The sales tax Alabamians pay for online purchases is already generating far more revenue than expected, and Mobile County Sheriff Sam Cochran is gearing up for a legislative play that could bypass the County Commission and direct some of the local proceeds straight to his office.
Earlier this month, the Mobile County Sheriff’s Office gave notice of a bill expected to be filed in the 2017 legislative session that, if passed, would create a “segregated fund” within the county government “known as the 21st Century Policing and Economic Fund.”
In short, it would direct county revenues from the “Simplified Seller Use Tax Remittance Act” — commonly referred to as the “Amazon bill” — to fund a competitive salary schedule and merit raises for MCSO deputies and correctional officers while also helping fund the adoption of policies recommended by former President Barack Obama’s 2015 Task Force on 21st Century Policing.
According to an early draft, the bill would direct the Mobile County Personnel Board to perform “a biennial salary survey” of the three largest municipal and county law enforcement agencies and then adopt a salary schedule “based on the median salaries” of those agencies. A full copy of the draft legislation is available below.In recent years, Cochran has expressed repeated concerns about the difficulty of recruiting and retaining “quality employees.”
Citing things like “low pay and benefits” as well as the “negativity directed toward law enforcement,” Cochran said it’s been tough to remain competitive and described earmarking online sales revenue as “the only solution [he’s] seen.”
“We’ve had problems being able to come up with the funding to be competitive with other law enforcement agencies for several years, and as a result, we’ve been losing a large number of deputies and corrections officers,” he said. “It’s been steadily increasing the last few years, but we’re also having difficulty recruiting and retaining good quality candidates.”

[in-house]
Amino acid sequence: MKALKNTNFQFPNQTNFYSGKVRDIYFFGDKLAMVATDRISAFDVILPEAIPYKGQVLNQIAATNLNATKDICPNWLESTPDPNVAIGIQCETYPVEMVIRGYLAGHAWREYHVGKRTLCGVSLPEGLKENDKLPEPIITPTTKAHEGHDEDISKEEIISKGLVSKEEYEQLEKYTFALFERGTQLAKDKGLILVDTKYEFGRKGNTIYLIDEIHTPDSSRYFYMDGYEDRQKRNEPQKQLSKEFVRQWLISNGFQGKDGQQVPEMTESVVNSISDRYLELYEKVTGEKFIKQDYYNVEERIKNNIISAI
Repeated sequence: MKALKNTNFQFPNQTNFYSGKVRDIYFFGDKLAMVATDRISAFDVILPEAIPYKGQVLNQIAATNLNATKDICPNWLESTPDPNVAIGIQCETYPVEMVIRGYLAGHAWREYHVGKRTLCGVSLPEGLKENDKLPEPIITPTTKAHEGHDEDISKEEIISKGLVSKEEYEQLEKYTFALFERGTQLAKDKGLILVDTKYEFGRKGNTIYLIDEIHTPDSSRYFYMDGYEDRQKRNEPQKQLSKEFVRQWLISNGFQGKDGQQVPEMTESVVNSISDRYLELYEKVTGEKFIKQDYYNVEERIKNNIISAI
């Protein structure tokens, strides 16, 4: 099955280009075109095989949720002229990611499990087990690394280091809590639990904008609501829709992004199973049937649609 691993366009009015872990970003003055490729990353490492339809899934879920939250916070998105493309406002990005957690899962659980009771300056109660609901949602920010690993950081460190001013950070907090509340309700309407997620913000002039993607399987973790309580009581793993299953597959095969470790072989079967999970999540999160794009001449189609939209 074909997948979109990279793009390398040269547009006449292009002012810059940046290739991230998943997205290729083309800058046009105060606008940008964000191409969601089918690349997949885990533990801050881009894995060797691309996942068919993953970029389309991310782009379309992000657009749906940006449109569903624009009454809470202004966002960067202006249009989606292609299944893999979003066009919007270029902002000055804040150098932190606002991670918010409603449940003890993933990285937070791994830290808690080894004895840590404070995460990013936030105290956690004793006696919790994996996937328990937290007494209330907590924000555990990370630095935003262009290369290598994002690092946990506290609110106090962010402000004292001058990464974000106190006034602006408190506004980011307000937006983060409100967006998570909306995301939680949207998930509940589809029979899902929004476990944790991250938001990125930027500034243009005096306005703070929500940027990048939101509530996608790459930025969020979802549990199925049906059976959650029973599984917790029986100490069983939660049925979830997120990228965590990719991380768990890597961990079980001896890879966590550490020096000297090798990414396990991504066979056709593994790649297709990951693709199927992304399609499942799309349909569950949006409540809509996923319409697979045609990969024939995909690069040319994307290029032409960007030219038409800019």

According to Cochran, MCSO has been spending roughly $500,000 per year to train new recruits only to see them leave for other jobs. He said his proposed bill could provide benefits incentivizing employees to stay on the job by properly funding the merit system the county “consistently doesn’t follow.”
“The underlying reason is there’s never enough money in the budget after everything else is paid for,” Cochran said. “So, I’ve worked with the Legislature for a number of years on what I think is an opportunity to earmark some of these new monies.”
Julie P. Magee, the commissioner of the Alabama Department of Revenue, said the state is projected to take in around $40 million a year in revenue through the 8 percent use tax added to most of Alabamians’ online purchases.That revenue is collected monthly by the state, where half of it stays, but the remaining 50 percent is distributed to cities and counties based on population. According to Magee, Mobile County is projected to receive around $840,000 per year, while the city of Mobile can expect around $640,000 annually.
At the moment, the funds are sent quarterly to cities and counties, though Magee said the Revenue Commission plans to ask legislators to amend the law and allow monthly distributions.